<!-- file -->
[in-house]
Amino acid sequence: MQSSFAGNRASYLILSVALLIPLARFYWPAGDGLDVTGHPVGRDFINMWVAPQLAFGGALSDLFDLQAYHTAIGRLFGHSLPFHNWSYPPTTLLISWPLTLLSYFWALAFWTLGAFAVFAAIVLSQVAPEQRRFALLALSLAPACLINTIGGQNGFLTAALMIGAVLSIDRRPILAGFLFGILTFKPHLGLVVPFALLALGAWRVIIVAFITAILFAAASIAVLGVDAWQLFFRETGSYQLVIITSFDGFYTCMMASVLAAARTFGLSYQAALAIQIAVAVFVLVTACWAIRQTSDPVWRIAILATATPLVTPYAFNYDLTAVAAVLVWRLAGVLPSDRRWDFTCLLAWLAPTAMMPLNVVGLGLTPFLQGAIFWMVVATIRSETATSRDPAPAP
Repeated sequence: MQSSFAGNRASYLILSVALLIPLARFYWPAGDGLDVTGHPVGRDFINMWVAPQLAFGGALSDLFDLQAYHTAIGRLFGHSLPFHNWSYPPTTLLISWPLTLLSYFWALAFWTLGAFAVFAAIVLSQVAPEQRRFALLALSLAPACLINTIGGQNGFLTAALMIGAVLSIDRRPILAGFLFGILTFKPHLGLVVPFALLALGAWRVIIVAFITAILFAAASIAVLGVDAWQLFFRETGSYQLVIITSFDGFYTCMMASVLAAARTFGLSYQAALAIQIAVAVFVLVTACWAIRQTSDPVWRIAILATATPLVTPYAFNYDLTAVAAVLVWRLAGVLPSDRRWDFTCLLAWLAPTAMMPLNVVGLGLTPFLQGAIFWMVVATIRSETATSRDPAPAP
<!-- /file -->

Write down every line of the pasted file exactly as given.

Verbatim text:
[in-house]
Amino acid sequence: MQSSFAGNRASYLILSVALLIPLARFYWPAGDGLDVTGHPVGRDFINMWVAPQLAFGGALSDLFDLQAYHTAIGRLFGHSLPFHNWSYPPTTLLISWPLTLLSYFWALAFWTLGAFAVFAAIVLSQVAPEQRRFALLALSLAPACLINTIGGQNGFLTAALMIGAVLSIDRRPILAGFLFGILTFKPHLGLVVPFALLALGAWRVIIVAFITAILFAAASIAVLGVDAWQLFFRETGSYQLVIITSFDGFYTCMMASVLAAARTFGLSYQAALAIQIAVAVFVLVTACWAIRQTSDPVWRIAILATATPLVTPYAFNYDLTAVAAVLVWRLAGVLPSDRRWDFTCLLAWLAPTAMMPLNVVGLGLTPFLQGAIFWMVVATIRSETATSRDPAPAP
Repeated sequence: MQSSFAGNRASYLILSVALLIPLARFYWPAGDGLDVTGHPVGRDFINMWVAPQLAFGGALSDLFDLQAYHTAIGRLFGHSLPFHNWSYPPTTLLISWPLTLLSYFWALAFWTLGAFAVFAAIVLSQVAPEQRRFALLALSLAPACLINTIGGQNGFLTAALMIGAVLSIDRRPILAGFLFGILTFKPHLGLVVPFALLALGAWRVIIVAFITAILFAAASIAVLGVDAWQLFFRETGSYQLVIITSFDGFYTCMMASVLAAARTFGLSYQAALAIQIAVAVFVLVTACWAIRQTSDPVWRIAILATATPLVTPYAFNYDLTAVAAVLVWRLAGVLPSDRRWDFTCLLAWLAPTAMMPLNVVGLGLTPFLQGAIFWMVVATIRSETATSRDPAPAP